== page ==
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Clinical features and diagnosis Top
The signs and symptoms of shock may be accompanied or preceded by signs and symptoms of dehydration: dry mucous membranes, dry and hypoelastic skin, and increased thirst (except for elderly patients with hypodipsia). Altered mental status may develop before hypotension (particularly in the elderly). Tachycardia and orthostatic hypotension usually occur before the drop in blood pressure that may be observed in a patient when they are sitting or supine. History and results of physical examination indicative of the cause of shock are helpful in establishing the diagnosis. Also see Dehydration. Acid-base (eg, contraction alkalosis or metabolic acidosis) or electrolyte disturbances (eg, hyponatremia or hypernatremia, hypokalemia or hyperkalemia) can be also considered as warnings of hypovolemic conditions.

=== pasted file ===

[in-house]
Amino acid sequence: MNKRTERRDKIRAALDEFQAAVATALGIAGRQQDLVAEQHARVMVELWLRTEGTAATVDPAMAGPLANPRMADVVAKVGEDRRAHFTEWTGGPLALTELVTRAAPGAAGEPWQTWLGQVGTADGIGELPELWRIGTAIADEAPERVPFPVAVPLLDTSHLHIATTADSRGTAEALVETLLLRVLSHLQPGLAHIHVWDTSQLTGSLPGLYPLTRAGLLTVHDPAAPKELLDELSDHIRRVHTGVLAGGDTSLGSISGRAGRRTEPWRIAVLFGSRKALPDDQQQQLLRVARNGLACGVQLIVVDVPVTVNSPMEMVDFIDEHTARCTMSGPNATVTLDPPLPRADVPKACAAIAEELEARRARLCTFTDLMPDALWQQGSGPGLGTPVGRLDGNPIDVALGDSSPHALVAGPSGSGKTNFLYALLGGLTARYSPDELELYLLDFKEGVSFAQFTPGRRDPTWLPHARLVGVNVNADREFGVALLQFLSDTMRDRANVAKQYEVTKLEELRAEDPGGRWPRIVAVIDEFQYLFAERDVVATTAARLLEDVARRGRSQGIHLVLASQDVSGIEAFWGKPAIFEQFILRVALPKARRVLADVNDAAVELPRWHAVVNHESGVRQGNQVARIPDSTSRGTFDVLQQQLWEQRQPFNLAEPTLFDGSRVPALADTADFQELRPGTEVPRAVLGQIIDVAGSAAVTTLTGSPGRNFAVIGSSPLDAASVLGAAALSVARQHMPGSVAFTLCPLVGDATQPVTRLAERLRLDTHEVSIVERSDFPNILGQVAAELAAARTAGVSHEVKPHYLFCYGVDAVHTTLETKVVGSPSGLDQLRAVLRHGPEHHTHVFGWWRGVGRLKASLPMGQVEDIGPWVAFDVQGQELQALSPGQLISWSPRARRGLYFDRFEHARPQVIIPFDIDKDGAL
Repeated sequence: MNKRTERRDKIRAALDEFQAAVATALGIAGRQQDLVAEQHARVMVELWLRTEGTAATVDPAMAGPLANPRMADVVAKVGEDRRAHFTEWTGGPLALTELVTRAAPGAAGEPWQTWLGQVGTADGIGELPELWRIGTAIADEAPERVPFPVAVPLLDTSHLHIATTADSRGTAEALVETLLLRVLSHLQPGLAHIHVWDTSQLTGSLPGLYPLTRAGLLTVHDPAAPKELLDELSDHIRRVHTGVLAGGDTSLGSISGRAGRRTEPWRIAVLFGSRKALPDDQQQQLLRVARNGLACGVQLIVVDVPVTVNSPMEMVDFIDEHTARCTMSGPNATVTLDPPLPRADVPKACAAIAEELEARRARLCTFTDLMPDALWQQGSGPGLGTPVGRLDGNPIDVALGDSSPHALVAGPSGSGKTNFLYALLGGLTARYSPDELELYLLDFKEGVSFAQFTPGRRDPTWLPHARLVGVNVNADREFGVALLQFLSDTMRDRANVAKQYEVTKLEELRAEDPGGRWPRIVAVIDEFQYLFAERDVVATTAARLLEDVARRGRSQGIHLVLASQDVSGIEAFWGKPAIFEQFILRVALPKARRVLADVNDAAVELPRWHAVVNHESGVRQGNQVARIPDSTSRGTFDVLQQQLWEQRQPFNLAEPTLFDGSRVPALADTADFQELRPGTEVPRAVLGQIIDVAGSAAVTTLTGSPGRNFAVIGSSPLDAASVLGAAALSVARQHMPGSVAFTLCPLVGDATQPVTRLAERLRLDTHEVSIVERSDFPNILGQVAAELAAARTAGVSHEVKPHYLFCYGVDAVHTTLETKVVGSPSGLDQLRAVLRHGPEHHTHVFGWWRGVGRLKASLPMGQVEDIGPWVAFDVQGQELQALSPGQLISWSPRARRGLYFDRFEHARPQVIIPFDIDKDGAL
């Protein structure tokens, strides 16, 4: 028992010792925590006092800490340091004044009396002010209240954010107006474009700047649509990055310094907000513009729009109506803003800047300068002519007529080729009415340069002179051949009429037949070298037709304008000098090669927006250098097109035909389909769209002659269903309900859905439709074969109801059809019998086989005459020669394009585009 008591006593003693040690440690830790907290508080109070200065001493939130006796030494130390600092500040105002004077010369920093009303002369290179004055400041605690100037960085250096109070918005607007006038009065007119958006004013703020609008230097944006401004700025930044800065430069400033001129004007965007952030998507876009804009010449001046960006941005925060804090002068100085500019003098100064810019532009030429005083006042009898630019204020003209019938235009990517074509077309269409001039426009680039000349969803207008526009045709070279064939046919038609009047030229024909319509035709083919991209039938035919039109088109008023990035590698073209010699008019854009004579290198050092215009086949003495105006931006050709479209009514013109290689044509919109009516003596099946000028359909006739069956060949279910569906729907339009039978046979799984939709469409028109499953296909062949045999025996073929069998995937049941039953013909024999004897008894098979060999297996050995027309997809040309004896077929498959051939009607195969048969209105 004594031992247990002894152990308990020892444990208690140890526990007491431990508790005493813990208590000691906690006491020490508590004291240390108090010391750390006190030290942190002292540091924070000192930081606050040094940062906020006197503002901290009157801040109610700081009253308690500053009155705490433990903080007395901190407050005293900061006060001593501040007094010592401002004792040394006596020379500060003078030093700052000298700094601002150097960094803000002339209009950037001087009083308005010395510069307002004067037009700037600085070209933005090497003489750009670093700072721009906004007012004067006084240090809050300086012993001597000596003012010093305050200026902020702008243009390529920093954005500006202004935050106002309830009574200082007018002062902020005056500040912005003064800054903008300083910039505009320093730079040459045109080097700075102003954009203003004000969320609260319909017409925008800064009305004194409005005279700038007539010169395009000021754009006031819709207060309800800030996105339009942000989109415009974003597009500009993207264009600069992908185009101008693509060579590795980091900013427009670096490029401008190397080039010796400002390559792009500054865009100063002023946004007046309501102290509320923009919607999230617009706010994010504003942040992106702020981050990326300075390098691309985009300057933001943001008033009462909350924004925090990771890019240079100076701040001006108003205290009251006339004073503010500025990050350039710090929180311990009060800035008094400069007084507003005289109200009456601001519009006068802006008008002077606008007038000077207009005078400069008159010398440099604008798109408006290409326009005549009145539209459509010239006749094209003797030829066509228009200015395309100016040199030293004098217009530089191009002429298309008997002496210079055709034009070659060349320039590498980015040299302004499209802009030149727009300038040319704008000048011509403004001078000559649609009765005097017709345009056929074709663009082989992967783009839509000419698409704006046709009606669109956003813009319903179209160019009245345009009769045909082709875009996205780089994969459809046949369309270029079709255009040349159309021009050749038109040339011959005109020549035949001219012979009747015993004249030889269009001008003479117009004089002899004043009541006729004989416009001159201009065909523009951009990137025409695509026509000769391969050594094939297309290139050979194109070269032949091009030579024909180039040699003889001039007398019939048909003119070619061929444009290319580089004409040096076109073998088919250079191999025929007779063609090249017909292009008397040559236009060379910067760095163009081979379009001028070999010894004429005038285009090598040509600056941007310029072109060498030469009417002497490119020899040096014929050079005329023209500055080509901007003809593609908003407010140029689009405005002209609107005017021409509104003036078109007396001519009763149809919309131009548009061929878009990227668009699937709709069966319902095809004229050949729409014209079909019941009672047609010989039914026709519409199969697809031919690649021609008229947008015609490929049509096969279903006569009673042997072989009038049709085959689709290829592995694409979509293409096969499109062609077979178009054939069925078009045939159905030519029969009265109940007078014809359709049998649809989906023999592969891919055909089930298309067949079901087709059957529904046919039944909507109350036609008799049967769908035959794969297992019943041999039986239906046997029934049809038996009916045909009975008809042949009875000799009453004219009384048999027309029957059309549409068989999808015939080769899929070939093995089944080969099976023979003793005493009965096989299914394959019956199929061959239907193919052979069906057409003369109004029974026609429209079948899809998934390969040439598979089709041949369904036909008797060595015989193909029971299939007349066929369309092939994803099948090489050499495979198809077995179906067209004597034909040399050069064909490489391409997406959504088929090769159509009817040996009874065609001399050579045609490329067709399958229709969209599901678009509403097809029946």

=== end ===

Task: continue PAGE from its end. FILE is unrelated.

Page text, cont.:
1. IV infusion of crystalloid, colloid, or blood product solutions (see Shock). In patients with persistent hypotension and hypoperfusion despite a rapid administration of ~1500 to 2000 mL of a crystalloid (or ~1000 mL of a colloid), administer norepinephrine in a continuous IV infusion (see Shock) while continuing fluid resuscitation. The basis of treatment of hypovolemic shock is volume resuscitation, not catecholamines; nevertheless, catecholamines may be helpful in maintaining vital organ perfusion. Subsequent to the initial volume resuscitation, smaller boluses of fluids in the form of fluid challenge can be used to titrate the overall fluid loading with a careful view to avoiding overresuscitation or administration of fluid when it does not lead to any appreciable benefit in clinical status. When applicable, dynamic indices of preload (see Shock) can be useful for predicting the response to fluids.
2. Simultaneously treat the underlying causes of shock, for instance, treat the disease that causes vomiting, diarrhea, intestinal obstruction, polyuria, or fluid loss via the skin.
3. Other management procedures: see Shock.